According to the World Health Organization, health is central to human happiness and well-being.
Healthy populations live longer, are more productive, save resources, and make important contributions to sustainability, a better world, and economic progress.
But well-being involves more than just fitness. It includes physical comfort, mental stability, and emotional connectivity. In short, well-being is the “feel-good factor.”
Companies that prioritize safety, work environment, and the emotional well-being of employees will improve morale, reduce absenteeism, and be more productive in the long run.
Aside from fitness incentives, here are five factors that contribute to well-being in the workplace.
Do you do your best work when you are shivering or dripping with sweat?
The physical comfort of employees has a significant effect on company outputs each year. The design and “unwritten rules” of a workspace are key factors in meeting employees’ most basic needs – including everything from temperature control, air quality, access to daylight, ergonomics, noise control, and safety risks.
Allowing for discussions about problem areas and individual control for the adjustment of conditions can be critical to overall well-being.
Difficult co-workers are hard, but micro-managing bosses can be harder.
When managers are too controlling, employees fail to excel in their collaborative environments. This disengagement has high costs over time: studies show that apathetic workers have rates of absenteeism 37% higher than average, and they work with a dampened sense of creativity. Strategic leaders need to keep a close eye on how company managers are encouraging or squashing employee morale.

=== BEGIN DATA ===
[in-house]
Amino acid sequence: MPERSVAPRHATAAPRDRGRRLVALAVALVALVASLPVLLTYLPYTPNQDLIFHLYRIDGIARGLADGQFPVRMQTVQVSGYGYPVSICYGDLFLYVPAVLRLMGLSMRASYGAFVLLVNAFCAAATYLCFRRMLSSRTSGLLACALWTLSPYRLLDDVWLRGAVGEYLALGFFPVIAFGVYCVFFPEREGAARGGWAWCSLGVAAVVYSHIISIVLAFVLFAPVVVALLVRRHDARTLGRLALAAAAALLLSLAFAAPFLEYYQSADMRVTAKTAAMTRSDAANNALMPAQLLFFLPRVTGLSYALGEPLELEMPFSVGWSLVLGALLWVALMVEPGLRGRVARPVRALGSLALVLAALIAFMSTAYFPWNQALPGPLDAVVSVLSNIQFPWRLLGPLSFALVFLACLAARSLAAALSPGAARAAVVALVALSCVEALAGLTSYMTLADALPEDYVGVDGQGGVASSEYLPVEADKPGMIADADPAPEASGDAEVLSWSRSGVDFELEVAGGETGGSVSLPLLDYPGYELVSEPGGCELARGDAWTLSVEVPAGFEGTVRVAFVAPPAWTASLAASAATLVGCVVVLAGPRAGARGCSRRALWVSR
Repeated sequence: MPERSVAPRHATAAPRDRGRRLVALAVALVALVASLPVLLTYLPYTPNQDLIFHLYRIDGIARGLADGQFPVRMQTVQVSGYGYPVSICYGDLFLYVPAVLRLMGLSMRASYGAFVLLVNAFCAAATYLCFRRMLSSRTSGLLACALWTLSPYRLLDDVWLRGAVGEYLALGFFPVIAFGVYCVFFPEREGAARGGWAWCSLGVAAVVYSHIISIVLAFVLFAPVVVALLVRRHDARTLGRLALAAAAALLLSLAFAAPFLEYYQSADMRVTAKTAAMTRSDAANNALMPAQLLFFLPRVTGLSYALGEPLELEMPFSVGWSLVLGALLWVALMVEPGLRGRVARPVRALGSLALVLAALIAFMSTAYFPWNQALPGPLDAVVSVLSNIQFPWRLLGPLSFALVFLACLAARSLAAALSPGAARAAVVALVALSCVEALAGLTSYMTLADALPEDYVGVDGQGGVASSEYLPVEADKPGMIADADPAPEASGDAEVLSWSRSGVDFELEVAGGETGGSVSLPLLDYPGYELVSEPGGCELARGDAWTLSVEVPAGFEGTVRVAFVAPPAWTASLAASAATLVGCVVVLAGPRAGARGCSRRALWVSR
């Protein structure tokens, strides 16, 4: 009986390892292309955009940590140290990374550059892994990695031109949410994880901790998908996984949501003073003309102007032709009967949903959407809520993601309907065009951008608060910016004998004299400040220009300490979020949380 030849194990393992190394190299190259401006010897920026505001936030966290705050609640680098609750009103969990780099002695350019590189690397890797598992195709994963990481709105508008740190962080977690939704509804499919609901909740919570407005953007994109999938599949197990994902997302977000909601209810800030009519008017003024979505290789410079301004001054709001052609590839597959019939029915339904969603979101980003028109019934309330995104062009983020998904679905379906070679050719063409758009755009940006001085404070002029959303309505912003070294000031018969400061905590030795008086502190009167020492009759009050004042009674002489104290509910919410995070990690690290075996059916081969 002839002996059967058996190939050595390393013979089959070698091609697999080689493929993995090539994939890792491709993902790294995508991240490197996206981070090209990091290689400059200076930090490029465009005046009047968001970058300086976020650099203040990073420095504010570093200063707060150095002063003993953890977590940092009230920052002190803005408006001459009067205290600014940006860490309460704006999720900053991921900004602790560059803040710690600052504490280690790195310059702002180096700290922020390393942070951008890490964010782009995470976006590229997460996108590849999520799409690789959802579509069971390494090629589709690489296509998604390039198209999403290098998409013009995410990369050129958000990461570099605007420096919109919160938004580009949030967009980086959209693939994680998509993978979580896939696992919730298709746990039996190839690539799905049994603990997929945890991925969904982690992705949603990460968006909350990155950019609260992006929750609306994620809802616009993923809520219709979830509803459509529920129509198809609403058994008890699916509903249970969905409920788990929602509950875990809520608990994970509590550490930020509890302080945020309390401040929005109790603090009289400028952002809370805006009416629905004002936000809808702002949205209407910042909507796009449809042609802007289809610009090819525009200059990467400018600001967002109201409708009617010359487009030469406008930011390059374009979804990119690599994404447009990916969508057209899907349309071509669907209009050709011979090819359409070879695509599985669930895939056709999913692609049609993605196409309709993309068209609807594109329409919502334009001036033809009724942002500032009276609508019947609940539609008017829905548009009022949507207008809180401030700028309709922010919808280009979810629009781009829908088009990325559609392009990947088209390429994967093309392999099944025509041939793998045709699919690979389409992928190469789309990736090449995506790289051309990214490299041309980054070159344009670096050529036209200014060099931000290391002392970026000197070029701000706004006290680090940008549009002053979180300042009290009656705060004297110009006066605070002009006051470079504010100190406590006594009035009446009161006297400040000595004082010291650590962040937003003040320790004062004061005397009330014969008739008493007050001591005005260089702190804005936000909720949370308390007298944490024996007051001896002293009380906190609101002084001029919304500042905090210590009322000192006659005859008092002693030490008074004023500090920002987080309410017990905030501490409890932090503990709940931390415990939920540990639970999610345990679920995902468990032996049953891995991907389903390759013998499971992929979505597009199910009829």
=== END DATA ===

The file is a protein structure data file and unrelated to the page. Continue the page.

When autonomy is given full expression, there is a permissiveness for working off-site.
This may seem insignificant, but allowing employees to flex their schedule, work around a sick child, or extend family vacations with remote work days can do wonders to keep people motivated. When there is a greater balance between office and domestic life, conflict is reduced, and productivity grows.
Do you work well when you’re having more fun?
Workplace well-being spikes when social connections are strong. The Harvard Business Review found this so necessary that they identified six characteristics of a supportive work culture:
Whether it’s monthly lunch cookouts or goofy employee awards, strong companies prioritize transparent relationships from the top down.
Why are shows like The Amazing Race or Dancing with the Stars so engaging?
Maybe it’s because watching teams work toward a common goal fosters community – even between reality TV stars and their audience!
When companies encourage supportive competition, it can build bridges between employees, generate untapped creativity, and spark engagement or support that wouldn’t exist otherwise. Whether you post department “step counting” challenges or have people compete for the best new marketing hook, collaborative competition is one of the easiest ways to boost the physical, mental, and social environment at work.
The core of every strong well-being program is behavior change.
If you launch a well-being initiative, identify a long-term impact that you are targeting as well. The best programs are good at helping people adopt AND maintain healthy behaviors, including how they feel about work, and if they’re giving their best each day.
Addressing all levels of well-being optimizing company potential and allows each individual to be personally fulfilled.